“My Name is David Byrne. I can’t take credit for that. I had no choice in the matter.”
The Randy Newman of New Wave Dadaism, Byrne’s career began as the frontman for The Talking Heads, formed in 1975 with fellow Rhode Island School of Design students Tina Weymouth and Chris Frantz. The Heads were among a handful of acts signed out of CBGB’s in the stable of artists launched by Sire Records founder Seymour Stein.
It’s important to frame Spike Lee’s homage to Jonathan Demme’s 1984 breakthrough concert film, STOP MAKING SENSE. Shot at New York’s Hudson Theatre on Broadway, Lee’s movie attempts a similar kind of intimacy—overhead, behind, even center stage, as close as the camera operators can get. But I’m reminded of a remark made to me when I was a columnist for the college paper trying to get an interview with prog rock veterans, Rush. The Atlantic rep simply replied, “They’re too big for that.”
And so it goes, at 68, Byrne, who attributes his emotionally-distant affect to Asperger Syndrome¹, comes across exactly as Weymouth described in a 2018 interview inThe Guardian. He isn’t connecting so much with the audience as he’s connecting with the moment. While Demme’s documentary gives us an intimate look at the Talking Heads, Lee’s film paints a distant picture, of a man curiously out of touch with his surroundings still trying to understand them.
“Meeting people is hard,” Byrne says in between songs. “These people over here, they all met through apps. Totally working for them. These people over here, don’t need apps. They’re just supremely confident.”
The audience is, just as in John Cage’s case, a prop—a component of the performance art at work. They’re used like the chain curtain in one number through which light filters—imitating the aperture grille of the Sony Trinitron he recalls having purchased with his first record advance. He imposes a condition on people for the purposes of the narrative he’s constructing.
“Objectively I could never figure out why, why looking at a person should be any more interesting than looking at any other thing. Looking at people, that’s the best,” he says, just before launching into “This Must Be The Place,” from the 1983 Talking Heads album Speaking In Tongues.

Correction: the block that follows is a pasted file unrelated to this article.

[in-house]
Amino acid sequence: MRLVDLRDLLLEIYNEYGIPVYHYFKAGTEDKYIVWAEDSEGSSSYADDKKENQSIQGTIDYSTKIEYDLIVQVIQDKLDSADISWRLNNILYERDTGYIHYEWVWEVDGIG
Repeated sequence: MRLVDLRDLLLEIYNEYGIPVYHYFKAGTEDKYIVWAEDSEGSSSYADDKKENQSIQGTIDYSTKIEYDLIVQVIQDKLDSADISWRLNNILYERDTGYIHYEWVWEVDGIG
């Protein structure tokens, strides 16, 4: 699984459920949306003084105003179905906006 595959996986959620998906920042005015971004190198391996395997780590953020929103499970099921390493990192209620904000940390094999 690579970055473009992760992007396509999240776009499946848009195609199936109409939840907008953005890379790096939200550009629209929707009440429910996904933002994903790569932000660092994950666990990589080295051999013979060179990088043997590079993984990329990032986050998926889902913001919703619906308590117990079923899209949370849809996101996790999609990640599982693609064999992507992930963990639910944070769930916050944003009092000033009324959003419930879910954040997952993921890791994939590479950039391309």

The film’s 135 minutes spans a variety of works from various phases of Byrne’s career. One particularly fun number—”Toe Jam” by the BPA, a collaboration of Norman Cook, Iggy Pop, Byrne, and others— is accented by a crimson rim light. It reveals in McLuhan-esque fashion, the purpose for the weirdness of having twenty people perform deconstructed instruments that, made whole could’ve been played by four or five: the connection between people on and off stage is the performance. The more human, the better.
The collective works of the Heads, to me, come across more organically than his solo efforts. They’re the result of friction—which some creatives misinterpret as an obstacle, yet completely essential to the collaborative nature of music and, particularly, sound recordings. What one wants isn’t necessarily how or why people have jobs. It’s a privileged viewpoint² to think otherwise. Consider where David Byrne would find the resources to do this show if he were nobody. It’s the virtue of there being a market for Talking Heads’ music that he possesses the financial freedom to engage in such experimental fare.
However, whether it’s Byrne’s “I Dance Like This,” Kurt Schwitter’s nonsense poem, “Ursonate,” Edgard Varese’s “Poeme Electronique,” or Carolee Schneeman’s “Inner Scroll,” experimental art’s crucial role in cultural evolution stands well-established. We don’t have to comprehend or even like David Byrne to know that we need him.
DAVID BYRNE’S AMERICAN UTOPIA is currently screening at the 45th Toronto International Film Festival.
- In 2009, Byrne stated he had “Aspergers Syndrome”, though no formal diagnosis was put forth; since the publication of the DSM-V, due to its contentious nature, the diagnosis of “Aspergers” has been re-classified under the broader “autism spectrum disorder.”
- It wouldn’t be a Spike Lee Joint without the backhand, to remind us of our privilege. In this case, it’s Byrne’s cover of Janelle Monae’s “Hell You Talmbout.”